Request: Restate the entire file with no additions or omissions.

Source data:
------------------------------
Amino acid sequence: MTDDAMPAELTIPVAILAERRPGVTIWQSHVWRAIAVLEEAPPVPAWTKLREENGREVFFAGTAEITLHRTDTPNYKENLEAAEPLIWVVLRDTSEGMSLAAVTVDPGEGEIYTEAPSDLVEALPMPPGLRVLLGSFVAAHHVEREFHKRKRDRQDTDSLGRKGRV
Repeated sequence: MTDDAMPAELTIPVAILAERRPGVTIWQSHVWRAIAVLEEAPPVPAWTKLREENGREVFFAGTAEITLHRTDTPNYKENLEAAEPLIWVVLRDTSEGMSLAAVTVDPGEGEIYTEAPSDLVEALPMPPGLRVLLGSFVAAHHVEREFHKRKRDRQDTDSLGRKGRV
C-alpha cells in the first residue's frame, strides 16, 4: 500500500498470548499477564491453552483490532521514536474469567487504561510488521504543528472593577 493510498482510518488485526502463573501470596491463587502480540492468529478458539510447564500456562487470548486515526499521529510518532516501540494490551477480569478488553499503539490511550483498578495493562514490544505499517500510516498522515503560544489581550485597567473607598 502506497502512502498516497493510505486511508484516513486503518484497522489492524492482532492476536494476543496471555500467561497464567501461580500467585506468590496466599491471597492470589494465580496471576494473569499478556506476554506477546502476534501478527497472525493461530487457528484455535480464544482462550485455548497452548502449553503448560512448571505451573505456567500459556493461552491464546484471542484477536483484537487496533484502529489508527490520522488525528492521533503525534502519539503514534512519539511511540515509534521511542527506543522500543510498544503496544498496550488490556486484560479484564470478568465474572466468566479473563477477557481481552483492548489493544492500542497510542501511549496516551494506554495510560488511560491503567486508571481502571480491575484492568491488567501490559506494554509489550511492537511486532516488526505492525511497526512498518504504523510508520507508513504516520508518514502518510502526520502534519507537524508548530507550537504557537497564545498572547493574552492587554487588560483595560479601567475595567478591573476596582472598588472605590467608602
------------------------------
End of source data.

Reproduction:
Amino acid sequence: MTDDAMPAELTIPVAILAERRPGVTIWQSHVWRAIAVLEEAPPVPAWTKLREENGREVFFAGTAEITLHRTDTPNYKENLEAAEPLIWVVLRDTSEGMSLAAVTVDPGEGEIYTEAPSDLVEALPMPPGLRVLLGSFVAAHHVEREFHKRKRDRQDTDSLGRKGRV
Repeated sequence: MTDDAMPAELTIPVAILAERRPGVTIWQSHVWRAIAVLEEAPPVPAWTKLREENGREVFFAGTAEITLHRTDTPNYKENLEAAEPLIWVVLRDTSEGMSLAAVTVDPGEGEIYTEAPSDLVEALPMPPGLRVLLGSFVAAHHVEREFHKRKRDRQDTDSLGRKGRV
C-alpha cells in the first residue's frame, strides 16, 4: 500500500498470548499477564491453552483490532521514536474469567487504561510488521504543528472593577 493510498482510518488485526502463573501470596491463587502480540492468529478458539510447564500456562487470548486515526499521529510518532516501540494490551477480569478488553499503539490511550483498578495493562514490544505499517500510516498522515503560544489581550485597567473607598 502506497502512502498516497493510505486511508484516513486503518484497522489492524492482532492476536494476543496471555500467561497464567501461580500467585506468590496466599491471597492470589494465580496471576494473569499478556506476554506477546502476534501478527497472525493461530487457528484455535480464544482462550485455548497452548502449553503448560512448571505451573505456567500459556493461552491464546484471542484477536483484537487496533484502529489508527490520522488525528492521533503525534502519539503514534512519539511511540515509534521511542527506543522500543510498544503496544498496550488490556486484560479484564470478568465474572466468566479473563477477557481481552483492548489493544492500542497510542501511549496516551494506554495510560488511560491503567486508571481502571480491575484492568491488567501490559506494554509489550511492537511486532516488526505492525511497526512498518504504523510508520507508513504516520508518514502518510502526520502534519507537524508548530507550537504557537497564545498572547493574552492587554487588560483595560479601567475595567478591573476596582472598588472605590467608602